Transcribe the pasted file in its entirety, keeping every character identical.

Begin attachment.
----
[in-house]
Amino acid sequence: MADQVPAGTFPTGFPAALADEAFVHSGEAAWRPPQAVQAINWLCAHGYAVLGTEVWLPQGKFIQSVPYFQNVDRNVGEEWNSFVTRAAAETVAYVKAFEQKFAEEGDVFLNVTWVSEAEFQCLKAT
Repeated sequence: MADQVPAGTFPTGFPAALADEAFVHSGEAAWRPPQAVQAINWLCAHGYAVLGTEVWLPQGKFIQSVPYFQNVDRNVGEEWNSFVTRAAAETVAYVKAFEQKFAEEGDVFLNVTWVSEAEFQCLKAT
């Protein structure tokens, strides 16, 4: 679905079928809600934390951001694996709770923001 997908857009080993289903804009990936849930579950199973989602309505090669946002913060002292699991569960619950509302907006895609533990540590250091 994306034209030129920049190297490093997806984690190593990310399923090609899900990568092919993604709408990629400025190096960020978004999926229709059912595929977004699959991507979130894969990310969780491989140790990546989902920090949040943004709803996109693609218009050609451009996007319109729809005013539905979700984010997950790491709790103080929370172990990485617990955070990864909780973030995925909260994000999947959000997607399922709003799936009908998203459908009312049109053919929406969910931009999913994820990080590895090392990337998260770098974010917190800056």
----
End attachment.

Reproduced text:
[in-house]
Amino acid sequence: MADQVPAGTFPTGFPAALADEAFVHSGEAAWRPPQAVQAINWLCAHGYAVLGTEVWLPQGKFIQSVPYFQNVDRNVGEEWNSFVTRAAAETVAYVKAFEQKFAEEGDVFLNVTWVSEAEFQCLKAT
Repeated sequence: MADQVPAGTFPTGFPAALADEAFVHSGEAAWRPPQAVQAINWLCAHGYAVLGTEVWLPQGKFIQSVPYFQNVDRNVGEEWNSFVTRAAAETVAYVKAFEQKFAEEGDVFLNVTWVSEAEFQCLKAT
């Protein structure tokens, strides 16, 4: 679905079928809600934390951001694996709770923001 997908857009080993289903804009990936849930579950199973989602309505090669946002913060002292699991569960619950509302907006895609533990540590250091 994306034209030129920049190297490093997806984690190593990310399923090609899900990568092919993604709408990629400025190096960020978004999926229709059912595929977004699959991507979130894969990310969780491989140790990546989902920090949040943004709803996109693609218009050609451009996007319109729809005013539905979700984010997950790491709790103080929370172990990485617990955070990864909780973030995925909260994000999947959000997607399922709003799936009908998203459908009312049109053919929406969910931009999913994820990080590895090392990337998260770098974010917190800056």